January 2018 saw the first celebrations commemorating the centenary of Ukraine’s fight for independence (1917–1921).
The war in Donbass and the loss of control over part of the country’s industrialised areas resulted in the significance of Dnipropetrovsk Oblast increasing for Ukraine.
On 11 January, the IMF’s Mission Chief for Ukraine sent a letter to the Presidential Administration criticising the presidential Anti-Corruption Court bill.
On 5 December in Kiev an attempt was made by the security service of Ukraine to detain Mikheil Saakashvili.
On 25 November, as a result of an armed coup, Igor Plotnitsky, the leader of the so-called Luhansk People’s Republic, was replaced by Leonid Pasechnik.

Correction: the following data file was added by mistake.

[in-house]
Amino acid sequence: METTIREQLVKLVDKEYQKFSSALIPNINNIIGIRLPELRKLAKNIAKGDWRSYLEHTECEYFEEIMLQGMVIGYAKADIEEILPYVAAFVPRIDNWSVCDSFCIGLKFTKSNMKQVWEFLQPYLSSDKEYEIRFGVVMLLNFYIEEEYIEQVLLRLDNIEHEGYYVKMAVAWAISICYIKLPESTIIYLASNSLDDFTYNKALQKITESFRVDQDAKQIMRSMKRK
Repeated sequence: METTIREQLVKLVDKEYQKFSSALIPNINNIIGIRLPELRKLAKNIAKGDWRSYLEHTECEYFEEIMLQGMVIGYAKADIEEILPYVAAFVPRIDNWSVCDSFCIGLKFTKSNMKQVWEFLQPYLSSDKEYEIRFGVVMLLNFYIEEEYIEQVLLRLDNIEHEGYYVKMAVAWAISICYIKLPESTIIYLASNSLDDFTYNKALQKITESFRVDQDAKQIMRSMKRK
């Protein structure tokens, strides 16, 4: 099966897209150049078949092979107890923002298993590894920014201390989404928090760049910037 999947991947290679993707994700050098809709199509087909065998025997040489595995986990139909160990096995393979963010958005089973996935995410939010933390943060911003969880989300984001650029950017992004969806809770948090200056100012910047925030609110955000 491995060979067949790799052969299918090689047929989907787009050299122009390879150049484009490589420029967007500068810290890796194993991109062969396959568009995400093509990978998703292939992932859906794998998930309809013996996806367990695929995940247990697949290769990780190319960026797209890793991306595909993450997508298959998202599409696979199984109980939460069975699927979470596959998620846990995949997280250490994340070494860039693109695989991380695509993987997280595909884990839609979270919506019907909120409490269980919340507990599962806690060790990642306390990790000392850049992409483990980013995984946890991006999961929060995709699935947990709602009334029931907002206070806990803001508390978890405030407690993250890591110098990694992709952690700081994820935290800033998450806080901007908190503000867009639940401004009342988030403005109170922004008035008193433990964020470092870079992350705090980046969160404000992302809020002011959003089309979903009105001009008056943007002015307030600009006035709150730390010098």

On 24 August 1991, the Supreme Council of the Ukrainian SSR proclaimed independence, and on 1 December the same year, the Ukrainian people ratified that proclamation in a referendum. The new Ukrainian state had some very important assets, such as the peaceful path that led to its independence, the fact that its territory was uncontested and its civilian administration was established.
The General Prosecutor's Office of Ukraine initiated an investigation into the head of the National Anti-Corruption Bureau of Ukraine.
The fifth Eastern Partnership summit will take place in Brussels on 24 November. This programme is perceived differently today by Belarus, Ukraine and Moldova.
In September, three out of five members of the supervisory board of Naftogaz, Ukraine’s largest gas company, announced their resignation.
On 25 September, President Petro Poroshenko signed an Education Act, which had been adopted by the Verkhovna Rada (Ukrainian parliament) on 5 September.